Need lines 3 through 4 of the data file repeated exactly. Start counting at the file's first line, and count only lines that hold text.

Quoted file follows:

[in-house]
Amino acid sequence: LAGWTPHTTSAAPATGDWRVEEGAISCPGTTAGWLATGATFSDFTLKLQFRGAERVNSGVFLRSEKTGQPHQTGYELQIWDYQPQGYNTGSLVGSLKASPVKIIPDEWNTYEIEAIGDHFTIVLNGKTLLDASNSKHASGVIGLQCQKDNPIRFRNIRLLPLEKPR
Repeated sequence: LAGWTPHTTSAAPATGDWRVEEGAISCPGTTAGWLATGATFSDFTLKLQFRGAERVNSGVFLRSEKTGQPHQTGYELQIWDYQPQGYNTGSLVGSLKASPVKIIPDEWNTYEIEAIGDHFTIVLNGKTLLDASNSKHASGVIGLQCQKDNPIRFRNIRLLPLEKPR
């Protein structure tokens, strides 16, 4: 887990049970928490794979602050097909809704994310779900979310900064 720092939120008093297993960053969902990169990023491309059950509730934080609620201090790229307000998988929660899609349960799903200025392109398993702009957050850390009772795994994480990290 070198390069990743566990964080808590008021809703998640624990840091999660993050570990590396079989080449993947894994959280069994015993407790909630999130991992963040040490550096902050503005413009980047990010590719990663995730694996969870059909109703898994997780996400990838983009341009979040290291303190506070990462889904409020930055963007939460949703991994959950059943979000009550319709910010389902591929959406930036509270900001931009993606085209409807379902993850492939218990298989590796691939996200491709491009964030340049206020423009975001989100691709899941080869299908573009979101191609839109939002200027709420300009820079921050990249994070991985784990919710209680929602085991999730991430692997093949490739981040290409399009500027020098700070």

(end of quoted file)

Repeated sequence: LAGWTPHTTSAAPATGDWRVEEGAISCPGTTAGWLATGATFSDFTLKLQFRGAERVNSGVFLRSEKTGQPHQTGYELQIWDYQPQGYNTGSLVGSLKASPVKIIPDEWNTYEIEAIGDHFTIVLNGKTLLDASNSKHASGVIGLQCQKDNPIRFRNIRLLPLEKPR
């Protein structure tokens, strides 16, 4: 887990049970928490794979602050097909809704994310779900979310900064 720092939120008093297993960053969902990169990023491309059950509730934080609620201090790229307000998988929660899609349960799903200025392109398993702009957050850390009772795994994480990290 070198390069990743566990964080808590008021809703998640624990840091999660993050570990590396079989080449993947894994959280069994015993407790909630999130991992963040040490550096902050503005413009980047990010590719990663995730694996969870059909109703898994997780996400990838983009341009979040290291303190506070990462889904409020930055963007939460949703991994959950059943979000009550319709910010389902591929959406930036509270900001931009993606085209409807379902993850492939218990298989590796691939996200491709491009964030340049206020423009975001989100691709899941080869299908573009979101191609839109939002200027709420300009820079921050990249994070991985784990919710209680929602085991999730991430692997093949490739981040290409399009500027020098700070």